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Bills have interviewed Ken Whisenhunt

Ken Whisenhunt AP

On Tuesday, we brought you a report that newly installed Bills president Russ Brandon is “fond” of former Cardinals coach Ken Whisenhunt and that the team was expected to interview him as soon as Wednesday for their head coaching job.

The Bills website reports that the interview has taken place in Arizona. Brandon, General Manager Buddy Nix, Assistant General Manager Doug Whaley and senior vice president of football administration Jim Overdorf were all on hand for the interview. Whaley, who worked with Whisenhunt when both men were with the Steelers, spoke to the website about Whisenhunt.

“We go way back. We won some Super Bowls together so I have high regard for his coaching acumen,” Whaley said. “Personally I know him and we’ll see what happens. I know he’s got a lot of opportunities. We haven’t decided. We still have to figure out what we’re going to do, but I can provide some insight on how he performed when I was with him.”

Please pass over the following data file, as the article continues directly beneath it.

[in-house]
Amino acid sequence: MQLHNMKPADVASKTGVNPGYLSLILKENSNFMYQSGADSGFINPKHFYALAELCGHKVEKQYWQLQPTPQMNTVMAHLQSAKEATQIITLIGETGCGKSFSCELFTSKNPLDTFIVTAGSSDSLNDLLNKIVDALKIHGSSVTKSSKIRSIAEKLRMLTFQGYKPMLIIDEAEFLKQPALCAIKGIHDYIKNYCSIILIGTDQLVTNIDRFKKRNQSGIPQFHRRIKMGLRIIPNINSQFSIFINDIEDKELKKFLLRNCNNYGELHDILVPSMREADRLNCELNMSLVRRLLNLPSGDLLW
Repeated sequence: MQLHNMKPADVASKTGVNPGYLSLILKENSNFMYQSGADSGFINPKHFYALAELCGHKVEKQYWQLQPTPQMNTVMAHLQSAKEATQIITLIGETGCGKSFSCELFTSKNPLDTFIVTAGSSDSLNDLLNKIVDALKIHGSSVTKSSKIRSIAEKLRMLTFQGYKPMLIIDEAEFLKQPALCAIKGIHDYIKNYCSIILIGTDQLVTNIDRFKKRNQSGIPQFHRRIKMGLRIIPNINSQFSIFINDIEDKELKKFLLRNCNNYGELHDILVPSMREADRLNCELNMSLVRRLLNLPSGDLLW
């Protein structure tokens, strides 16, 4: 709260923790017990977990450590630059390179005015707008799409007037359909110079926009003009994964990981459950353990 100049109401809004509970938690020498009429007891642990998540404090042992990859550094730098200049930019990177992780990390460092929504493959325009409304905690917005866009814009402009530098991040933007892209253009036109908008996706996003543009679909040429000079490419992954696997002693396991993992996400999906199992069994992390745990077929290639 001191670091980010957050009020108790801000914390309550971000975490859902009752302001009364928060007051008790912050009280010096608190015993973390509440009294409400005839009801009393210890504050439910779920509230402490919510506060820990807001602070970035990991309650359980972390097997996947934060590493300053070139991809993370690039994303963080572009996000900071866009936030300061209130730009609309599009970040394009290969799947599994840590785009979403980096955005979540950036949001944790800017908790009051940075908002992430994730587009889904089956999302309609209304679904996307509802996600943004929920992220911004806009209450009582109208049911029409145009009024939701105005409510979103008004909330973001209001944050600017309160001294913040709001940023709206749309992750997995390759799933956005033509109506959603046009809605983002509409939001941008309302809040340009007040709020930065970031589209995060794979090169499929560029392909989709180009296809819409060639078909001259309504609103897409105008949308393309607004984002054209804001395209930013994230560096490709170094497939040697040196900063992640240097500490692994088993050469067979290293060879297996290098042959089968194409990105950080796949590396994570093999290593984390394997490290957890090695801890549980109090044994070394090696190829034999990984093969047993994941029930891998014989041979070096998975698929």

Cardinals defensive coordinator Ray Horton told reporters that he would also be meeting with the Bills on Wednesday and the Associated Press is reporting that Broncos offensive coordinator Mike McCoy will interview with the team this weekend.


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$omebody in Detroit is $ort of up$et about Ndamukong $uh

Suh Getty Images

The Lions decided not to hang onto Ndamukong Suh for one year, mostly since it would have cost them $26.9 million to use the franchise tag.

And it appears someone in Detroit is pi$$ed off about it.

According to Dave Birkett of the Detroit Free Press, several digital billboards have popped up alongside area highways in recent days, with a simple, yet ambiguous message.

The billboards read only: “$UH?”

Now, the simplest explanation might be that  fans are simply upset at what they perceive to be the latest greedy athlete.

And that would be easy enough to buy, except one of their baseball players in town is grinding away on an eight-year, $248-million (fully guaranteed) deal, which would buy the Lions at least a couple of Suhs.

Or maybe it’s a shot at management, for constantly restructuring his contract and not getting a long-term deal soon enough that it made his exit inevitable.

The guy who runs the billboard company said they were paid for by the same group of fans who had “Detroit Lyin'” billboards which featured a photo of a referee after their controversial playoff loss to the Cowboys in January.